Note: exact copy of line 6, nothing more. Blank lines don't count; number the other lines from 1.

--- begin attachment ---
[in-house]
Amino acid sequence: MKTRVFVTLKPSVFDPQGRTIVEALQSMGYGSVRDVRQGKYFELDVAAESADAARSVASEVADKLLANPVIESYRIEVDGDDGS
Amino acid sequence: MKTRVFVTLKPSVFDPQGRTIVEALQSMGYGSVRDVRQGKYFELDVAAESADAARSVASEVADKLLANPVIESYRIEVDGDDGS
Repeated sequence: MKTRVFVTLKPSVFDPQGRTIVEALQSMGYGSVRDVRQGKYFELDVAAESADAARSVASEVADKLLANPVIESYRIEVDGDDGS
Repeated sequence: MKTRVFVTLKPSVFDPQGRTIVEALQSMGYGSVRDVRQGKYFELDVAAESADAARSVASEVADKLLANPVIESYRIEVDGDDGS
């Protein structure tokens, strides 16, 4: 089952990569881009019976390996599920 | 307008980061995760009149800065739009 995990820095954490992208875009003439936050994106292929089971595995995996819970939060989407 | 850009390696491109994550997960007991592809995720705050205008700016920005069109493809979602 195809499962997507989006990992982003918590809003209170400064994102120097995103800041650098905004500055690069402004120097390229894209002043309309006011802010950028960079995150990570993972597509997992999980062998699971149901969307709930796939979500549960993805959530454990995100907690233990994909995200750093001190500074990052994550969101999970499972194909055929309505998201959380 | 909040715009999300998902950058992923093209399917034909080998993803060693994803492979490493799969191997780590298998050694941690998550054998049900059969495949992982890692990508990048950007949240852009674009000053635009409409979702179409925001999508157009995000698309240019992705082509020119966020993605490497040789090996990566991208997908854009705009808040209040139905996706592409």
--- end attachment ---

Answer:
């Protein structure tokens, strides 16, 4: 089952990569881009019976390996599920 | 307008980061995760009149800065739009 995990820095954490992208875009003439936050994106292929089971595995995996819970939060989407 | 850009390696491109994550997960007991592809995720705050205008700016920005069109493809979602 195809499962997507989006990992982003918590809003209170400064994102120097995103800041650098905004500055690069402004120097390229894209002043309309006011802010950028960079995150990570993972597509997992999980062998699971149901969307709930796939979500549960993805959530454990995100907690233990994909995200750093001190500074990052994550969101999970499972194909055929309505998201959380 | 909040715009999300998902950058992923093209399917034909080998993803060693994803492979490493799969191997780590298998050694941690998550054998049900059969495949992982890692990508990048950007949240852009674009000053635009409409979702179409925001999508157009995000698309240019992705082509020119966020993605490497040789090996990566991208997908854009705009808040209040139905996706592409």